Given a choice between letting the kitten go free and going to a *non*-no-kill shelter, do the latter.

Loose kittens can get hit by cars, or preyed on by dogs or coyotes. Turning a kitten loose is *illegal*.

Better to risk a painless death than getting torn up or flattened.

#117 ::: Jen B. ::: (view all by) ::: July 24, 2008, 08:09 PM:

Stefan at 116:

The local Humane Society actually runs a Trap Neuter Release program, so I'm not sure that he might not actually end up back outdoors anyway if I took him in. As well, I grew up around Outdoor Only cats. It is very hard for me to wrap my mind around putting down a perfectly healthy cat.

I'm not really planning on opening the door and letting whatever happens, happen. I'm just not sure I would be able to convince myself to run after him if he manages to get past me and make a run for it.

#118 ::: Ralph Giles ::: (view all by) ::: July 24, 2008, 08:43 PM:

Jen B., I also grew up with semi-outdoor cats, so leaving the door open seems perfectly reasonable to me. After all, the cat is free to come back?

We feel terrible keeping our cat indoors, mostly because we live in an apartment building and we don't trust the other humans to treat him with respect. He in particular is so much more alive when he's outside, meeting other cats, chasing things! Not having to deal with fleas as much is small compensation.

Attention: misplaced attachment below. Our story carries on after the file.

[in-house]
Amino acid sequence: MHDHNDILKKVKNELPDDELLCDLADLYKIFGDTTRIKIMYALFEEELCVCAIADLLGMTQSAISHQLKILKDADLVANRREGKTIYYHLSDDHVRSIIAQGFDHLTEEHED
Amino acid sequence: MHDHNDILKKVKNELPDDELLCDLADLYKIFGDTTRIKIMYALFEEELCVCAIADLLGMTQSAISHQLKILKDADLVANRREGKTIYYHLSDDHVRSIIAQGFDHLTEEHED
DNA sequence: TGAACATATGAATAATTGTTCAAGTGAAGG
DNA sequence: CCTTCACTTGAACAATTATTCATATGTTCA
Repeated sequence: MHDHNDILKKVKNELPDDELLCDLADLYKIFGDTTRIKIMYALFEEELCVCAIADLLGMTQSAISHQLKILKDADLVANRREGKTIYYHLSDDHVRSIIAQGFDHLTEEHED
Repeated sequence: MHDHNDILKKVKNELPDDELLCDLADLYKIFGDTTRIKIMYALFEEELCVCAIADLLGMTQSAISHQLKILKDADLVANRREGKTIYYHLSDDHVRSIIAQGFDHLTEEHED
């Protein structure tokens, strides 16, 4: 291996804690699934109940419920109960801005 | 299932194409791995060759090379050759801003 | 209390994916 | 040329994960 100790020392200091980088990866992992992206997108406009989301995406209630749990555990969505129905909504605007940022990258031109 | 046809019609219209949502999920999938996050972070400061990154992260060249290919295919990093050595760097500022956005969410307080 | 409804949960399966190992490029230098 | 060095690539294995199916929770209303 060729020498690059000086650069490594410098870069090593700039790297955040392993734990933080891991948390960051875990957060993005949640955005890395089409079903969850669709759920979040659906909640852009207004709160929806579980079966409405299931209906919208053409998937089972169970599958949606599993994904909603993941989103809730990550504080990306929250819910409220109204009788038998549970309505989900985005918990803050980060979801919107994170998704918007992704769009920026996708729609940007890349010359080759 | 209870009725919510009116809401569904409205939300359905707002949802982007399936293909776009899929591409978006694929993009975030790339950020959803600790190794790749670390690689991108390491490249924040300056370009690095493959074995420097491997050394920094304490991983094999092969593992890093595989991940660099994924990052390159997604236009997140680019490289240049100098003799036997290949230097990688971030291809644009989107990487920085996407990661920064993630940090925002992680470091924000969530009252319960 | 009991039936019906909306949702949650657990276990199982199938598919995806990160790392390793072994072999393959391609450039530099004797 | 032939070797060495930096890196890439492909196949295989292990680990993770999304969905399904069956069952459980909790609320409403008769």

I gather though that the indoor/outdoor cat debate is common flamewar fuel. I guess it's just safe and pampered life vs. being locked away inside palace walls: two ways of looking at the same situation.

#119 ::: Jen B. ::: (view all by) ::: July 24, 2008, 09:50 PM:

Ralph Giles,

I just thought to myself, "Self... Google". Right away I found a messageboard about how many people in the community I currently live in have outdoor cats and it is practically unheard of for neighbors to call the Humane Society for pickups. I think all the healthy looking "strays" I've been seeing are actually pets. (This kitty was found in a nearby neighborhood across a four lane road that does not have the same visible presence of happy cats.) I think I'll just have him microchipped so if I ever do lose my patience and not run after him he can be scanned and returned if he doesn't come back for food on his own. I'm just going to have to keep fostering him until I find someone. Or until I run away myself.